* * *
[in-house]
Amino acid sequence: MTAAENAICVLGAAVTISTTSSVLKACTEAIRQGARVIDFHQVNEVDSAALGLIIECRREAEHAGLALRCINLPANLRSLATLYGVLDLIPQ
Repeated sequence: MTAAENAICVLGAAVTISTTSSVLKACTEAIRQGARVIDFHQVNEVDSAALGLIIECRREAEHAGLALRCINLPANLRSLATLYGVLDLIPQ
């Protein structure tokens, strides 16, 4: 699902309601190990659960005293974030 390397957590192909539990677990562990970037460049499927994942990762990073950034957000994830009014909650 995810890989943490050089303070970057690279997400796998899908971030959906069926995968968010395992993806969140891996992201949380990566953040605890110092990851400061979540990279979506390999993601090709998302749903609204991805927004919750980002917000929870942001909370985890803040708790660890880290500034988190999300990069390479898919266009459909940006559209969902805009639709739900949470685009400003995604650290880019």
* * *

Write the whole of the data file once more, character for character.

[in-house]
Amino acid sequence: MTAAENAICVLGAAVTISTTSSVLKACTEAIRQGARVIDFHQVNEVDSAALGLIIECRREAEHAGLALRCINLPANLRSLATLYGVLDLIPQ
Repeated sequence: MTAAENAICVLGAAVTISTTSSVLKACTEAIRQGARVIDFHQVNEVDSAALGLIIECRREAEHAGLALRCINLPANLRSLATLYGVLDLIPQ
């Protein structure tokens, strides 16, 4: 699902309601190990659960005293974030 390397957590192909539990677990562990970037460049499927994942990762990073950034957000994830009014909650 995810890989943490050089303070970057690279997400796998899908971030959906069926995968968010395992993806969140891996992201949380990566953040605890110092990851400061979540990279979506390999993601090709998302749903609204991805927004919750980002917000929870942001909370985890803040708790660890880290500034988190999300990069390479898919266009459909940006559209969902805009639709739900949470685009400003995604650290880019």